by Bert Durand
A hospital needs to build an addition or renovate existing space. Is the bid price the most important consideration? What about the financial and health risks of hiring an unqualified company? You’d have to consider the impact such a move would have on the bottom line of the entire facility, not just the construction project, wouldn’t you?
In addition to the normal concerns construction users have about quality, durability, and cost, healthcare providers have more to consider. Healing patients is a complicated task, one that gets much harder when contaminants from the materials, process, and workers involved in a building project are introduced.
The United Brotherhood of Carpenters and employer partners have developed a training program for apprentices and journey-level workers called Infection Control Risk Assessment (ICRA). The curriculum was developed through a cooperative effort of national leaders in healthcare, construction management, and union training programs and aims to address the specific concerns of these unique building projects.
Once developed, the ICRA program was taught at the union’s International Training Center to hundreds of UBC trainers who took it back to their local areas and held classes with carpenters in the field.
The ICRA curriculum, in part, includes teaching awareness of hazards, including asbestos, lead, mold, silica, and other materials, as well as blood-borne pathogens and other hospital-specific concerns. Trainees learn how to identify and classify work areas to maintain an environment that can minimize risks, illness, and injury. Specialized clothing and equipment are part of the package.
Local healthcare facilities gain peace of mind that not only are union workers earning a decent wage, they’re provided decent healthcare benefits that allow them to get treatment in the very facilities they’re building. They’ve got the cutting-edge skills to ensure healthcare providers offer the best care during and after the project is complete.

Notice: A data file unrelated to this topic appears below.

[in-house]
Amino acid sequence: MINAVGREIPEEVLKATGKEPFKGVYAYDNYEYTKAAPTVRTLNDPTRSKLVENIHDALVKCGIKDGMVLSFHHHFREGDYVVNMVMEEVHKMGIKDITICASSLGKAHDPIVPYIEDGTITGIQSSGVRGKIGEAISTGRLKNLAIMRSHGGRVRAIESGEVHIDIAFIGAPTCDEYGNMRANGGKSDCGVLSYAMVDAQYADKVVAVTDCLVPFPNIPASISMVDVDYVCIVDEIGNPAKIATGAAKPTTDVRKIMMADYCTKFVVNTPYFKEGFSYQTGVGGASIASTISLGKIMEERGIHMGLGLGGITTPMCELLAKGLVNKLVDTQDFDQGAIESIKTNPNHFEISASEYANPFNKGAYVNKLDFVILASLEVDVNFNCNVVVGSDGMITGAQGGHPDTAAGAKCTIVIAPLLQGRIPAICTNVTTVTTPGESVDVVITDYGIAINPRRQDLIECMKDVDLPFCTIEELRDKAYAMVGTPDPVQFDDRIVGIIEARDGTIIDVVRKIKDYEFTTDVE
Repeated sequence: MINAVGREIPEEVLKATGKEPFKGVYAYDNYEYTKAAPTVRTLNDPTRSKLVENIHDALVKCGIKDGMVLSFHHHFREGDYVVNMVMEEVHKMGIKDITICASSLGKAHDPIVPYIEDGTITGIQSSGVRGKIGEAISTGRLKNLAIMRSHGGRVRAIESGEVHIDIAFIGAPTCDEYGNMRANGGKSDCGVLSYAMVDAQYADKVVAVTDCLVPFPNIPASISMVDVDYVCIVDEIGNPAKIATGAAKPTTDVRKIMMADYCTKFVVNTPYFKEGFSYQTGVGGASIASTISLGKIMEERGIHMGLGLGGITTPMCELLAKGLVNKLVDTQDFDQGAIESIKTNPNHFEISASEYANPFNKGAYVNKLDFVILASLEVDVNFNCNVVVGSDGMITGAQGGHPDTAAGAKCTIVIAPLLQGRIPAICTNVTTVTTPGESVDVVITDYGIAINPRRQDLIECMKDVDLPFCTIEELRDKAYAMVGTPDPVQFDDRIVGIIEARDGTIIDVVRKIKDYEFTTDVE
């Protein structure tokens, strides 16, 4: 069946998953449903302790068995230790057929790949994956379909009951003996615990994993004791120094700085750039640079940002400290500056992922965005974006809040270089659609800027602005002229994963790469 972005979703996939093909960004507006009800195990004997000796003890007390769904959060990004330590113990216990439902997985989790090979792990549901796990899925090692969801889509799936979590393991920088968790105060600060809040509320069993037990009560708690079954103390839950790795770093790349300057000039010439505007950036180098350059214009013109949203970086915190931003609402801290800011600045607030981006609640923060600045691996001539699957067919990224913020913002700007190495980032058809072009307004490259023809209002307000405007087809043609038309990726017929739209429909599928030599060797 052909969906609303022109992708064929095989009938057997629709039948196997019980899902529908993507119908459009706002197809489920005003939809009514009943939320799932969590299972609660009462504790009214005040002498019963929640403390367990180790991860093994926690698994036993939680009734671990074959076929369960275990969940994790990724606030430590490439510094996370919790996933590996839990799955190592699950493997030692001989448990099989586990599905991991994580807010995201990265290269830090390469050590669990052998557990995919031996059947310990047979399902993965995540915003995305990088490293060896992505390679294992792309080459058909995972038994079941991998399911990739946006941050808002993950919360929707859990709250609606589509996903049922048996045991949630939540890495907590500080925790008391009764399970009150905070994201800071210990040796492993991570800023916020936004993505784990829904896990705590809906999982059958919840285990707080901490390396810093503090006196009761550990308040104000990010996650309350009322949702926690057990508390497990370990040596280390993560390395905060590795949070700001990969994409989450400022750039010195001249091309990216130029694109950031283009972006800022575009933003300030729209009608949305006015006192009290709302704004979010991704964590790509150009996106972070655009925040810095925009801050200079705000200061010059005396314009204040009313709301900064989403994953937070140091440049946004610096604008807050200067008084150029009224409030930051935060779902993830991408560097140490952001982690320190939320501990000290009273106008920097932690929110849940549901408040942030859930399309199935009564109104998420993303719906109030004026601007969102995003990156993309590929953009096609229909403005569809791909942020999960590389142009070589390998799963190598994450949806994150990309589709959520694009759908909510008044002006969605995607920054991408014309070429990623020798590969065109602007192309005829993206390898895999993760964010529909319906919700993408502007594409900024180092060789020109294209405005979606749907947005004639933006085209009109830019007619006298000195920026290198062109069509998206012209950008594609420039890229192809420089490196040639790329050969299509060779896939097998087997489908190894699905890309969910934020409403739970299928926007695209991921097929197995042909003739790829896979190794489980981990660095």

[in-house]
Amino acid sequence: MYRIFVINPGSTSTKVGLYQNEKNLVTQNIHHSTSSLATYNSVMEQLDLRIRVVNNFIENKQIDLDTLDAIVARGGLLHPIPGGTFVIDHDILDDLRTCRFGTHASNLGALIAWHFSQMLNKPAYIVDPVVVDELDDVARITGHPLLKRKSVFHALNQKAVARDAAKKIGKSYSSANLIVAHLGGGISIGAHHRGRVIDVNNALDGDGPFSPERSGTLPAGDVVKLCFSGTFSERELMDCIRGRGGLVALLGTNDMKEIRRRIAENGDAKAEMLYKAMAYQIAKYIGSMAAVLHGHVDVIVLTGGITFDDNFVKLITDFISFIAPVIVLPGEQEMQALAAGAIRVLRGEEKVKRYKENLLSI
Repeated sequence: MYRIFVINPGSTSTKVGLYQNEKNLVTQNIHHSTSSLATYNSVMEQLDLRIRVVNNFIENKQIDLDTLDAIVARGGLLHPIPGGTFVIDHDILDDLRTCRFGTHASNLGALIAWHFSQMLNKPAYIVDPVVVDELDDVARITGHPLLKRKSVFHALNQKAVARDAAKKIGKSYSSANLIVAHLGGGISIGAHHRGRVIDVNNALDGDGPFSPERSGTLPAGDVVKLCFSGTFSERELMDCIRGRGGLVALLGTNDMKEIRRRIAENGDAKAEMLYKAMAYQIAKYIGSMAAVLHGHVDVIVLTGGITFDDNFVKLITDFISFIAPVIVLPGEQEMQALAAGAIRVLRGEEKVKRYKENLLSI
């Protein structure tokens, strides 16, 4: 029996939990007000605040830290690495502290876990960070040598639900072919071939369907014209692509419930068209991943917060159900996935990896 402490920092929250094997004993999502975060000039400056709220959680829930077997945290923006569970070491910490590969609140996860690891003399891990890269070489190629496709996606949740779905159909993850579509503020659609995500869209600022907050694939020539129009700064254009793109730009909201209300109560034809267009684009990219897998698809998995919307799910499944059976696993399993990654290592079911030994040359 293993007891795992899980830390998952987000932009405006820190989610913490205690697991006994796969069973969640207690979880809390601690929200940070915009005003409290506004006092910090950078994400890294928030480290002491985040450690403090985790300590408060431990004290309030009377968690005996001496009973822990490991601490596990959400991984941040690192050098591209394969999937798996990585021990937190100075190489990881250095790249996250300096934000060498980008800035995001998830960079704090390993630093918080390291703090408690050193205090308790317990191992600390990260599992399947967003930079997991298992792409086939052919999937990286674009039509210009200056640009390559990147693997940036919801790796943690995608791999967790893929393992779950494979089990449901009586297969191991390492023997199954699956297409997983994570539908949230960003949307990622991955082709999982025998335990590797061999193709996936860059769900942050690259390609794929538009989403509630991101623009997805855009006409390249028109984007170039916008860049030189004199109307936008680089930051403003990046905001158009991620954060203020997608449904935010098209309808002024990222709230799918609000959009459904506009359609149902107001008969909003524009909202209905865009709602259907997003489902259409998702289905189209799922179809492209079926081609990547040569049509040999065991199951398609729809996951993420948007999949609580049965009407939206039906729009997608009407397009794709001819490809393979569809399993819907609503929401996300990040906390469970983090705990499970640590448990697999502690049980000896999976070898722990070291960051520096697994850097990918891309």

The investment in the program is significant, but because it is made on a national level between labor and management partners, it provides a tremendous bang for the buck.
Union carpenters and contractors are rightly proud of the ICRA program. It provides a competitive advantage in bidding to facilities that truly care about treating patients in a health environment. And it highlights the cooperative effort that leads to better building.
The ICRA program has been implemented the way many other UBC training programs have made their way from industry leaders to hands in the field.
The Carpenters International Training Fund (CITF) is one of the country’s largest producer of text books. Its online Build-a-Book program lets training coordinators across the country pull standardized chapters from more than 80 CITF textbooks to create state-of-the art, targeted curriculum and companion instructor materials that cross all skill sets.
Here in New England, union carpenters train at 17 locations, including the Carpenters Center in Boston and the New England Carpenters Training Center in Millbury, Mass.
Bert Durand is communications director of New England Regional Council of Carpenters.